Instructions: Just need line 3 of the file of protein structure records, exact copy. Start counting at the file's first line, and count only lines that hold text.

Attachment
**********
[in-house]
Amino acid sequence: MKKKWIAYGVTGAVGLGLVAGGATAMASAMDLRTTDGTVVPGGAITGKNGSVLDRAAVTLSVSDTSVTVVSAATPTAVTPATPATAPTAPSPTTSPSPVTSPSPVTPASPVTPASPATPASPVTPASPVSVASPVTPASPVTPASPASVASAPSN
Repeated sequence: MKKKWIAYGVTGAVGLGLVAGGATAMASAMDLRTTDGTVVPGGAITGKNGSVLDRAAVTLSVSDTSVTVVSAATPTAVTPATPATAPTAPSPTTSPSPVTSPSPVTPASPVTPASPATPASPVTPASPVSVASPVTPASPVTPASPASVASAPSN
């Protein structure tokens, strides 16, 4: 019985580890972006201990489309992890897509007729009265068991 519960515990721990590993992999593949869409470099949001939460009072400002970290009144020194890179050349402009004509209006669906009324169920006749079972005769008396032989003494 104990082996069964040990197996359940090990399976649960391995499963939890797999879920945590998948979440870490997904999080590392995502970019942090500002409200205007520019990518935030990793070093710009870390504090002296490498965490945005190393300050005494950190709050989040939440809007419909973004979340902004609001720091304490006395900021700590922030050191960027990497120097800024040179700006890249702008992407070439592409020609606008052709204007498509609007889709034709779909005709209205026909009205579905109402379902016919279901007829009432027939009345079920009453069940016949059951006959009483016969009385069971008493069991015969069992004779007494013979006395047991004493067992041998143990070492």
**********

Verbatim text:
Repeated sequence: MKKKWIAYGVTGAVGLGLVAGGATAMASAMDLRTTDGTVVPGGAITGKNGSVLDRAAVTLSVSDTSVTVVSAATPTAVTPATPATAPTAPSPTTSPSPVTSPSPVTPASPVTPASPATPASPVTPASPVSVASPVTPASPVTPASPASVASAPSN